• URBI is a universal platform specially designed for robotic applications (it implements parallelism, event based programming and modularity) compatible with C++. Also compatible with Webbots. A GUI (URBI Studio)is being developed to edit and create behaviours. (UChile Homebreakers)
  • STAGE simulates a population of mobile robots moving in and sensing a two-dimensional bitmapped environment. Various sensor models are provided, including sonar, scanning laser range finder, pan-tilt-zoom camera with color blob detection and odometry. Stage devices present a standard Player interface so few or no changes are required to move between simulation and hardware. Many controllers designed in Stage have been demonstrated to work on real robots. For for information, see this short tutorial. (Markovito Team - INAOE, Mexico)
  • ISR Gazebo Simulated apartment Provides with an apartment like environment simulation, using Gazebo 7 and Ubuntu 16.04. It has proper collision models, inertia and some objects borrowed from IPA like pizza, applejuice, etc. It also has a standing person as a model such that you can perform face detection, etc., unfortunately the actor is static and can only move in Gazebo 8, so this feature is not yet there. Simulator was brought to you by Institute for Systems and Robotics (ISR) Lisboa.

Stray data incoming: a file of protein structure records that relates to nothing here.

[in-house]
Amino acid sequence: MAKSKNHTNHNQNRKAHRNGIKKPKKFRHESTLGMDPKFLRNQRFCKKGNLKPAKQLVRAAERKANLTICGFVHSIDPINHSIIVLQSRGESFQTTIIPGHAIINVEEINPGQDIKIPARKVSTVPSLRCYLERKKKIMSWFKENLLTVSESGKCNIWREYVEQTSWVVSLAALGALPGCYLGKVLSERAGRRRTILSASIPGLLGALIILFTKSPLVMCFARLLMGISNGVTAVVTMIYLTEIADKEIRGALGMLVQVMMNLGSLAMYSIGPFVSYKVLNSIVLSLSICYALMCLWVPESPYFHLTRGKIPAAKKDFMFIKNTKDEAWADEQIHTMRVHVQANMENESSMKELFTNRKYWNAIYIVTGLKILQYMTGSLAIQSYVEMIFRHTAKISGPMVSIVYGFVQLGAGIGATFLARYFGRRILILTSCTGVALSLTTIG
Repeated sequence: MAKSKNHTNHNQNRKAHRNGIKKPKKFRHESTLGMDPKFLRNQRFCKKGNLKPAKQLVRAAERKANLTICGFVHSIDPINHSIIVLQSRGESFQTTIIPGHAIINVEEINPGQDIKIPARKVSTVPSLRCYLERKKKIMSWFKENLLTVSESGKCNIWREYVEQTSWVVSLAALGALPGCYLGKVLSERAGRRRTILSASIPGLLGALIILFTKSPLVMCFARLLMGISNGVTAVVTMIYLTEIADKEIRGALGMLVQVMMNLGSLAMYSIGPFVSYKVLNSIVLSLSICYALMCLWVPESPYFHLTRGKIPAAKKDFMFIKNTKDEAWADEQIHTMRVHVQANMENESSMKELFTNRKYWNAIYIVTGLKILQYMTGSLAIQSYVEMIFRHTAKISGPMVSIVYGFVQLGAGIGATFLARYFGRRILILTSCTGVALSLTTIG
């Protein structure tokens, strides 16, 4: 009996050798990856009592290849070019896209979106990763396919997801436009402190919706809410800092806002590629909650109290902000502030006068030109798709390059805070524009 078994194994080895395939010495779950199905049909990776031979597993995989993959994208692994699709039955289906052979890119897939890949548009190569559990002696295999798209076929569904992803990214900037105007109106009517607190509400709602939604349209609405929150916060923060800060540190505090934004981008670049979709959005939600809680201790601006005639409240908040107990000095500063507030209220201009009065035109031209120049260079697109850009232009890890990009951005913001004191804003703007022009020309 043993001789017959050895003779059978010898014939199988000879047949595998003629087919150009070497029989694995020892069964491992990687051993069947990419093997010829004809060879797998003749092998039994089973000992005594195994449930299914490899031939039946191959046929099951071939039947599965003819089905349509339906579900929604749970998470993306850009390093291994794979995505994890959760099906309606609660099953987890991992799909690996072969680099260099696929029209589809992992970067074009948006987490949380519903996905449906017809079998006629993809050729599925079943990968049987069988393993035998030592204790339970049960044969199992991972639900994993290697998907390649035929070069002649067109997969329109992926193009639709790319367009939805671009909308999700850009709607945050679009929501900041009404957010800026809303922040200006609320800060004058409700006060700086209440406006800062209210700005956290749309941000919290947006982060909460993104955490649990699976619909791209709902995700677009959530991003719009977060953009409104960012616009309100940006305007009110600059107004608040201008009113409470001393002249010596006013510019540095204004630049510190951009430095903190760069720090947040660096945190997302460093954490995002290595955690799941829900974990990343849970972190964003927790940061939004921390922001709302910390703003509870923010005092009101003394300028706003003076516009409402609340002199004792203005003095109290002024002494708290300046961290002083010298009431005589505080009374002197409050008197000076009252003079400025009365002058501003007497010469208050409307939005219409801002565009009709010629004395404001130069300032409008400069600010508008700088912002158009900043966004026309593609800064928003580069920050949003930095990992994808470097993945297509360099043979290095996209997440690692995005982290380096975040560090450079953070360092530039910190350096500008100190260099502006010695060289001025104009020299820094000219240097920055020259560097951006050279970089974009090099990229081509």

Base Systems

Fedora Robotics SIG
The SIG is an effort to make Fedora capable to run out-of-the-box on a variety of robots and come with many packages of software relevant in robotics. An integrated simulation environment is one of the first goals. The SIG is lead by Tim Niemueller of the AllemaniACs Robocup Team.

Cognitive Architectures

IOCA
The Interaction Oriented Cognitive Architecture provides a framework to control and design the behaviour of a service robot, as well as describe the task that needs to be accomplished. Dialogue Models are the center of IOCA and have been the research focus of the Golem group. Dialogue Models perceive and interact with the world in an abstract manner. This paradigm provides great flexibility in software development, as the Recognition processes and Actuators become modular and replaceable, while the task description remains intact. Meaning that developing for a different task does not require a complete rewrite of the internal software.

Directories / Other Sources

Category:SoftwareCategory:Overview